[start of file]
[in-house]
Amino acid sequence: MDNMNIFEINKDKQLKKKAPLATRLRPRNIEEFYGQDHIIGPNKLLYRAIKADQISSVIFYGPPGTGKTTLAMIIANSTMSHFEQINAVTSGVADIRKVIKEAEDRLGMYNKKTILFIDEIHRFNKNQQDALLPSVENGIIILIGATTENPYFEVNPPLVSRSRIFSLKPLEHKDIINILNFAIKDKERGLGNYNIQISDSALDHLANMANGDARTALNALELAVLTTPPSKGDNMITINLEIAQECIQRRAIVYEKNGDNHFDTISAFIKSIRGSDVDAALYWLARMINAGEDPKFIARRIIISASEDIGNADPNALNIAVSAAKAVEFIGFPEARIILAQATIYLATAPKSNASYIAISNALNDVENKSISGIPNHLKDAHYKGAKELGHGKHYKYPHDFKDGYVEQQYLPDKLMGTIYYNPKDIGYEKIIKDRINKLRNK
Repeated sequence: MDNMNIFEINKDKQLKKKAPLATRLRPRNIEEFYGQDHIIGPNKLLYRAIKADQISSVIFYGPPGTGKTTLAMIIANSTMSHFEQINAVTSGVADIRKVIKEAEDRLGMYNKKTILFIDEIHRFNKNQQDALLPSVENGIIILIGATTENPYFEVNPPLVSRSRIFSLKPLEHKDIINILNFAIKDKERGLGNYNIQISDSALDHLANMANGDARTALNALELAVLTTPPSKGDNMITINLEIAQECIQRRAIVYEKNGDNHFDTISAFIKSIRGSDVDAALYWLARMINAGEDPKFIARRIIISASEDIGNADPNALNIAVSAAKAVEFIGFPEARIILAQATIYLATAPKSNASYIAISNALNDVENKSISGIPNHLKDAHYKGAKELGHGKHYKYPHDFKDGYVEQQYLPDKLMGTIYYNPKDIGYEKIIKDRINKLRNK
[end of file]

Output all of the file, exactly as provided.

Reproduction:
[in-house]
Amino acid sequence: MDNMNIFEINKDKQLKKKAPLATRLRPRNIEEFYGQDHIIGPNKLLYRAIKADQISSVIFYGPPGTGKTTLAMIIANSTMSHFEQINAVTSGVADIRKVIKEAEDRLGMYNKKTILFIDEIHRFNKNQQDALLPSVENGIIILIGATTENPYFEVNPPLVSRSRIFSLKPLEHKDIINILNFAIKDKERGLGNYNIQISDSALDHLANMANGDARTALNALELAVLTTPPSKGDNMITINLEIAQECIQRRAIVYEKNGDNHFDTISAFIKSIRGSDVDAALYWLARMINAGEDPKFIARRIIISASEDIGNADPNALNIAVSAAKAVEFIGFPEARIILAQATIYLATAPKSNASYIAISNALNDVENKSISGIPNHLKDAHYKGAKELGHGKHYKYPHDFKDGYVEQQYLPDKLMGTIYYNPKDIGYEKIIKDRINKLRNK
Repeated sequence: MDNMNIFEINKDKQLKKKAPLATRLRPRNIEEFYGQDHIIGPNKLLYRAIKADQISSVIFYGPPGTGKTTLAMIIANSTMSHFEQINAVTSGVADIRKVIKEAEDRLGMYNKKTILFIDEIHRFNKNQQDALLPSVENGIIILIGATTENPYFEVNPPLVSRSRIFSLKPLEHKDIINILNFAIKDKERGLGNYNIQISDSALDHLANMANGDARTALNALELAVLTTPPSKGDNMITINLEIAQECIQRRAIVYEKNGDNHFDTISAFIKSIRGSDVDAALYWLARMINAGEDPKFIARRIIISASEDIGNADPNALNIAVSAAKAVEFIGFPEARIILAQATIYLATAPKSNASYIAISNALNDVENKSISGIPNHLKDAHYKGAKELGHGKHYKYPHDFKDGYVEQQYLPDKLMGTIYYNPKDIGYEKIIKDRINKLRNK